Jaji, the woman hiring them, refuses to tell them why the android, Mimi, is so valuable. But they soon find out when, on the first leg of the trip, they’re attacked by American mercenaries. That’s when Mimi first powers up and casually kills the group of soldiers.

Primo and Caspar aren’t so sure about this job anymore. But if they want the other half of their dough, they have to complete the mission. After meeting with a member of the “terrorist group,” the Citizens, (spoiler) they find out that Mimi is actually the real Deep Unity. And that the Deep Unity that will be used to rule the world is secretly human-influenced.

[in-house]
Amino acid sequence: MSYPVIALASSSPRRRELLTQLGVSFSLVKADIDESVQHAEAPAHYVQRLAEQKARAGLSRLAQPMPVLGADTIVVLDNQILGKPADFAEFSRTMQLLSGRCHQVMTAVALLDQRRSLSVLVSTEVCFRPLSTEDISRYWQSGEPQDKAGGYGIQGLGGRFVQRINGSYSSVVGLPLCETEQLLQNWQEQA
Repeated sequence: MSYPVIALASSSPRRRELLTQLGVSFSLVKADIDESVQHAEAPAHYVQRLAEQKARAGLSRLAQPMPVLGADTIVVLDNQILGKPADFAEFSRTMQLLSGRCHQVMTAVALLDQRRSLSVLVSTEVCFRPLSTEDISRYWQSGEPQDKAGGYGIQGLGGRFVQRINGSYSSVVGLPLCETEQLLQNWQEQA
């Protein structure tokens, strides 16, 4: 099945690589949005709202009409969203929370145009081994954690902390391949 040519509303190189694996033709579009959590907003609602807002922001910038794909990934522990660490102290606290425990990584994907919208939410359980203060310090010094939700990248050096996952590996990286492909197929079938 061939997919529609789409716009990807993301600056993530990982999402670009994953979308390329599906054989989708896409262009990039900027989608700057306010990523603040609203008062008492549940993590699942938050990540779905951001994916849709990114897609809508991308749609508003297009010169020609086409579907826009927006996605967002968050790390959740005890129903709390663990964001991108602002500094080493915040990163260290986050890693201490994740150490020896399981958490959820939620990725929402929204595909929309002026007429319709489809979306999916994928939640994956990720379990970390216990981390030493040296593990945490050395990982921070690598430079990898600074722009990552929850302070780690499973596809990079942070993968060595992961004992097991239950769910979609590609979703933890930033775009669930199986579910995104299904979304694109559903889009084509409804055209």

Primo comes up with a new plan. Let’s head over to Cuba, sell this way-more-trouble-than-she’s-worth Mimi chick to a boater, and get themselves to their version of Zihuatanejo. But the more idealistic Caspar wonders if they don’t have a duty to deliver Mimi to the people who can use her to stop Fake Deep Unity. It’s a morality showdown. Who’s going to win this argument? If you’ve watched movies before, you probably have a good idea.

Mimi From Rio has world-building up the wazoo. It’s wildly ambitious in that area, not just creating an entire future, but creating an entire political landscape. I’ve read so many scripts at this point, that I know when a writer’s put 5 minutes into his world-building or 5 months. Mimi From Rio’s world-building contains so much detail, it feels like it took a year to come up with. It’s that intricate.

I gotta give it to the brothers on the location of the story as well. Most of these types of scripts will be placed in America or a well-known Western European country. To shift our story down into South America adds an entirely new flavor to the science-fiction proceedings.